03/26/2015, 00.00
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Taipei, Sapporo orchestra visits "Blessed Imelda" school: Thanks for help following tsunami

by Xin Yage
The famous symphonic orchestra begins a tour in the Catholic school to thank Taiwan for the aid delivered to Japan after the 11 March 2011 disaster. This tragedy, school leaders say, "has brought us closer together as brothers and friends".

Taipei (AsiaNews) - With a great concert performed yesterday at the Catholic school "Blessed Imelda", the Sapporo symphony orchestra (北海道 札幌 交響樂團 台灣 感恩 之 旅) began a five stage tour in Taiwan to commemorate the 11 March 2011 (311 地震) disaster in which more than 15 thousand people lost their lives. The orchestra is in the island to thank Taiwanese people for the immense help given to Japan to rebuild infrastructure destroyed by the tsunami.

While other tour stops are open to the public, the Wednesday concert was conducted in a private for students of the Catholic Blessed Imelda school ( 靜修 女中) in Taipei, founded by the Dominicans and still under the direction of the archbishopric. The Dominican fathers opened the school almost 100 years ago, (their anniversary is next December) and then they entrusted it to the sisters who still work there.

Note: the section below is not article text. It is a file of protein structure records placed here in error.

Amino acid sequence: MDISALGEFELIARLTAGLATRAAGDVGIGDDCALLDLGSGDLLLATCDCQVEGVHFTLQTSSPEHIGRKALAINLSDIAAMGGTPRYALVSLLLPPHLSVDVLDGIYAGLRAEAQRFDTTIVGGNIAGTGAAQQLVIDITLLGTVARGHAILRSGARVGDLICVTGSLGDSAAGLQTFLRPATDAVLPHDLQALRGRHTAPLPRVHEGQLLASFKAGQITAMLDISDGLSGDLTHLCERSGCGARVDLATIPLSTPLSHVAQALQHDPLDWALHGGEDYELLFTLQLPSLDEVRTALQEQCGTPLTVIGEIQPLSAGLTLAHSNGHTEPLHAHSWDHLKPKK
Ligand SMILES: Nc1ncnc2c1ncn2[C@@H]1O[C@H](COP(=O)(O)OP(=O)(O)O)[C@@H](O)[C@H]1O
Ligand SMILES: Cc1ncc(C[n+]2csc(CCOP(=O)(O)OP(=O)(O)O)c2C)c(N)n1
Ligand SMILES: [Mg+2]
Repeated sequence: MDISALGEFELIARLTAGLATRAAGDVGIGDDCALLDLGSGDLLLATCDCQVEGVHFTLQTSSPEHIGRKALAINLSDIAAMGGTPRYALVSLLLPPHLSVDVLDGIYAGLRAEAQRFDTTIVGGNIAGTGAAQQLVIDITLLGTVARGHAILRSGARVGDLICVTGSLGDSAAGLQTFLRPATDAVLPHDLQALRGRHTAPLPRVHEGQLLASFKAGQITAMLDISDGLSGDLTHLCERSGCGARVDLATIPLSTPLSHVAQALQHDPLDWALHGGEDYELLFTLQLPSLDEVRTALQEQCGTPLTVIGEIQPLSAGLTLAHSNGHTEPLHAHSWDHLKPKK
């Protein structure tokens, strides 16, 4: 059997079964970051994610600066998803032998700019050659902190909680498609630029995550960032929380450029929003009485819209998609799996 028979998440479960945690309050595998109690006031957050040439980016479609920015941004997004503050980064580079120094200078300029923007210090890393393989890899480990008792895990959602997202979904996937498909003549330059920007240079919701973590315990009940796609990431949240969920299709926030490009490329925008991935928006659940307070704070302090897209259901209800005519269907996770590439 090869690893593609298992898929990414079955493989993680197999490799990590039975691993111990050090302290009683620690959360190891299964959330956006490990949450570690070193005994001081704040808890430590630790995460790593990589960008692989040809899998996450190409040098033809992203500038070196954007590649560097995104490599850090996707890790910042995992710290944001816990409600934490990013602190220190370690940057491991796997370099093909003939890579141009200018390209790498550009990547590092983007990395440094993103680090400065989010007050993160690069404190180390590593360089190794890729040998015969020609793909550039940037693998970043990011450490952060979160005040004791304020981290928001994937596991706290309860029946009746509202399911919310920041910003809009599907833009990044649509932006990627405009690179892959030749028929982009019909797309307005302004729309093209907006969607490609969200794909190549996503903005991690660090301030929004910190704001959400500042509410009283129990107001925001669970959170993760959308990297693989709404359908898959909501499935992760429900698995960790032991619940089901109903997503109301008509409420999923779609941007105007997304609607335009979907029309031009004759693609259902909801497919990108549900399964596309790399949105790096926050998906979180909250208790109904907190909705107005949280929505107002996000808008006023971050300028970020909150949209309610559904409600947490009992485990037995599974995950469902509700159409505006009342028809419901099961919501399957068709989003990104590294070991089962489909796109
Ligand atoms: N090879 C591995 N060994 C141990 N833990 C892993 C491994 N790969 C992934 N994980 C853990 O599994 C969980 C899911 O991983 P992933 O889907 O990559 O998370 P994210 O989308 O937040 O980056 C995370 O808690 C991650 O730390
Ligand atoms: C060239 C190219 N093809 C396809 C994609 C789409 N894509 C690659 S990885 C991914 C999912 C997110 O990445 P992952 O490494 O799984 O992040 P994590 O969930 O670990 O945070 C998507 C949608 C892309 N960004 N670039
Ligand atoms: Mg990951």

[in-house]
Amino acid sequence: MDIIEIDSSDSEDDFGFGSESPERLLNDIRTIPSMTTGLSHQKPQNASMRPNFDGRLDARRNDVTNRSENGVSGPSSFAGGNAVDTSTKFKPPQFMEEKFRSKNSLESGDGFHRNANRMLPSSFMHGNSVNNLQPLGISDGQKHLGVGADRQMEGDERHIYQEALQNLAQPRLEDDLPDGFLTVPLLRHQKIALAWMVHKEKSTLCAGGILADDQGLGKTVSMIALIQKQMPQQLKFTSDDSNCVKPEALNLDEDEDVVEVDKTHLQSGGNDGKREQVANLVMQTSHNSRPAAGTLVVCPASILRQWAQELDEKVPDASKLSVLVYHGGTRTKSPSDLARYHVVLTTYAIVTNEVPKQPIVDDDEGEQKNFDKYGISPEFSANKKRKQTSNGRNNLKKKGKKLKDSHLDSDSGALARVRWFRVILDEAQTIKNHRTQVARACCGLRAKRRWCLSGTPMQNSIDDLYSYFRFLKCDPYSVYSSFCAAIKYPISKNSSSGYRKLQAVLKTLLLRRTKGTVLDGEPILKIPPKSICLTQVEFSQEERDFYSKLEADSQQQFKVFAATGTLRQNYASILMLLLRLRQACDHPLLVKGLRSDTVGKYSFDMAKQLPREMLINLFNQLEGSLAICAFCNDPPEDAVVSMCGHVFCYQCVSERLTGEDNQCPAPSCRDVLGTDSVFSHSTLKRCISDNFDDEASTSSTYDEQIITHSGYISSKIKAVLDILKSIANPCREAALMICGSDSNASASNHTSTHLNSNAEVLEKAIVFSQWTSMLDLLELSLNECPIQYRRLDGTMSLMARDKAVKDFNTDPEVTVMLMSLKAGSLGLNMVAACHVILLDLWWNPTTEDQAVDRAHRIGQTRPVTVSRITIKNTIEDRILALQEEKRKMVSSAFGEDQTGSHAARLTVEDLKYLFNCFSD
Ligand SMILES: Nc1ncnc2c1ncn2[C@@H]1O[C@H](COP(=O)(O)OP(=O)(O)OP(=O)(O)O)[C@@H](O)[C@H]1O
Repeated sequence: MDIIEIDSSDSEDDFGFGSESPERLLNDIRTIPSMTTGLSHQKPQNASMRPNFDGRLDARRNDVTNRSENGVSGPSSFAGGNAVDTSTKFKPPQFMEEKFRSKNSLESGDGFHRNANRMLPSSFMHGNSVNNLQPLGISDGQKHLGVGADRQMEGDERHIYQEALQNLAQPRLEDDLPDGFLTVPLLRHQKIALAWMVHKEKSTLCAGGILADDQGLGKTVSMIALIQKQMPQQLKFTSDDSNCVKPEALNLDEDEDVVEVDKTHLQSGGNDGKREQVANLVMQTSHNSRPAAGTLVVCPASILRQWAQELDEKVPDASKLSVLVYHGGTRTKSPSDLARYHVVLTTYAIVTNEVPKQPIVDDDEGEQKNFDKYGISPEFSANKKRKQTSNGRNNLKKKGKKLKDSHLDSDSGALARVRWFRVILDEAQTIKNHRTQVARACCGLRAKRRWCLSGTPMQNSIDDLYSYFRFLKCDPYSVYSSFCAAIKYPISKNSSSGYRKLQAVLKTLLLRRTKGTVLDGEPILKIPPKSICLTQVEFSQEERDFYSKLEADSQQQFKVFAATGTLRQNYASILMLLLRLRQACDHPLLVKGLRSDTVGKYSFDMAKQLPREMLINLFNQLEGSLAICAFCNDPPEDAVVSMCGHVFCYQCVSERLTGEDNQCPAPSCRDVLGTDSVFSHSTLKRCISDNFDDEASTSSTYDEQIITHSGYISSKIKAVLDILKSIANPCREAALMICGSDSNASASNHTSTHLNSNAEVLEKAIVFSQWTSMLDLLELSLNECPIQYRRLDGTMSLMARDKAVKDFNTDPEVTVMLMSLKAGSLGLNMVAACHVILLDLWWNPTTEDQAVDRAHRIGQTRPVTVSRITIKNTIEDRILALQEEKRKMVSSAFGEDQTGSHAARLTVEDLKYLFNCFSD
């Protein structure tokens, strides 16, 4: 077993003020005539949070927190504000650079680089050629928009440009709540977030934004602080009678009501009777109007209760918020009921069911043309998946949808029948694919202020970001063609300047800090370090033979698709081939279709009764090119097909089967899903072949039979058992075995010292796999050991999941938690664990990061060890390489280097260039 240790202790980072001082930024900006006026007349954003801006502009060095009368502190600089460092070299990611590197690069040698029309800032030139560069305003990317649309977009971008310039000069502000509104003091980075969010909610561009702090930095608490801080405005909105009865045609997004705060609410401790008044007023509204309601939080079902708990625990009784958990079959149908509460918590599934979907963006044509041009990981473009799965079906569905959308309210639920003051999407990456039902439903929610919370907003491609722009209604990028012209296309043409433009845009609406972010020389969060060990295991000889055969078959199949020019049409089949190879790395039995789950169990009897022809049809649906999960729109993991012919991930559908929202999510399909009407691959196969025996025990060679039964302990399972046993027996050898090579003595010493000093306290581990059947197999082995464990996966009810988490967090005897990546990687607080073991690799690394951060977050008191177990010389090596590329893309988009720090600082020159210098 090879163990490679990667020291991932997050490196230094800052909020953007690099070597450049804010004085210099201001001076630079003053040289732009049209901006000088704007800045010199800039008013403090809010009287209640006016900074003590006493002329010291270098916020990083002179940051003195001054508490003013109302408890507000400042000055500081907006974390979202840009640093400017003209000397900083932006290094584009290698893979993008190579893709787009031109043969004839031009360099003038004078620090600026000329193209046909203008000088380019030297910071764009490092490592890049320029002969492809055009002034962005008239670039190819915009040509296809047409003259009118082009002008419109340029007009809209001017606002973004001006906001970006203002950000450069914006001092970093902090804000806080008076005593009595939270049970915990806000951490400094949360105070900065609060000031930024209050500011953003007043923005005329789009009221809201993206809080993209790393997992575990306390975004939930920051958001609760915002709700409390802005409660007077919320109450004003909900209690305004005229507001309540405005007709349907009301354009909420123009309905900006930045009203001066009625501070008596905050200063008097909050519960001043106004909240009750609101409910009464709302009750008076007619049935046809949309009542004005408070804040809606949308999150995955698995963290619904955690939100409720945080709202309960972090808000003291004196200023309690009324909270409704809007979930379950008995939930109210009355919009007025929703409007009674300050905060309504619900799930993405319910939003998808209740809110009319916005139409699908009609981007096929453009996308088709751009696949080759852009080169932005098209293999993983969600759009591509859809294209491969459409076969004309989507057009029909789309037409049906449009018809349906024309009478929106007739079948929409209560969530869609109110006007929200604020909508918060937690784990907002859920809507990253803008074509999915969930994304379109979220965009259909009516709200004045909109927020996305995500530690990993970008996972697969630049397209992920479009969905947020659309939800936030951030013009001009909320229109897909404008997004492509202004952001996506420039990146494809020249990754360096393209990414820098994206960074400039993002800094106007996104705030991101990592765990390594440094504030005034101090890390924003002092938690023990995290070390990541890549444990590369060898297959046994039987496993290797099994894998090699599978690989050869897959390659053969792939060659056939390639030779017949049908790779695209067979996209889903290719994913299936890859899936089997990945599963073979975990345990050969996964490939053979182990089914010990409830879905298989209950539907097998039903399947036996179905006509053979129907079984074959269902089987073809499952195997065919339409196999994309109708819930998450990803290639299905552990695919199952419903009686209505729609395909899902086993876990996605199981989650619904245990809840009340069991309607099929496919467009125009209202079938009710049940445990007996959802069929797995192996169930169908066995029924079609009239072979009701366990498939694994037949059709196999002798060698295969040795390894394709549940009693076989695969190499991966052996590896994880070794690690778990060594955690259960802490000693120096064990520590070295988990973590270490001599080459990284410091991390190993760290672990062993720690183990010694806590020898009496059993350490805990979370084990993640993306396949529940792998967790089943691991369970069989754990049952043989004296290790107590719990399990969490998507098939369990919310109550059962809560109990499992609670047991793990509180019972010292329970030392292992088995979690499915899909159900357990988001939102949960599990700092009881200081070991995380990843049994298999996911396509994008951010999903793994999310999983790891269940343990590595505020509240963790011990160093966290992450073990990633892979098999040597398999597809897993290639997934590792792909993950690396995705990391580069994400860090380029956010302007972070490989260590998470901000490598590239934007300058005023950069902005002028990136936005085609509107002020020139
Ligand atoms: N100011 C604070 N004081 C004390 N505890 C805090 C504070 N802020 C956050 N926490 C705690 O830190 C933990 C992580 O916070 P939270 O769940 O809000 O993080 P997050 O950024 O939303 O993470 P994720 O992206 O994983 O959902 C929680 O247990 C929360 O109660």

Taiwan has a special bond with Japan, and the Blessed Imelda school has always had a special twinning with the Japanese Catholic schools. A Blessed Imelda student can experience and graduate in Japanese culture and the Japanese language in. Because of this particular curriculum feature, after the disaster of 11 March 2011 in Japan, the school enhanced its outreach and support to sister schools in Japan.  

Prof. Zhang (張 老師), who teaches Japanese history and culture, enthuses that pupils feel very involved in this initiative: "The fact that an orchestra as important as that of Sapporo is playing in our school and to give thanks for all the ' help and support received citizens, touches us deeply and makes us proud. But above all it is a great lesson: that a great tragedy can bring us closer together as brothers and friends "

The director of the school, Prof. Ouyang (歐陽 校長), emphasizes the value of art and music in speaking to the hearts of young people: "This event highlights the value of our educational mission: art helps us to discover and develop the human and religious values ​​that make us brothers and sisters. We want to thank the benefactors and all the people that made this concert possible. In the year of our centenary, it is an important sign that confirms the value of our school. Also in a few weeks we will celebrate Easter, a sign of resurrection after a tragedy: it is our wish for our Japanese friends. "

The disaster caused by the Tōhoku earthquake and tsunami of 11 March 2011 resulted in a total of 15 891 dead, 6,152 wounded and 2,584 missing. Even today, Japan is still rebuilding the affected areas.

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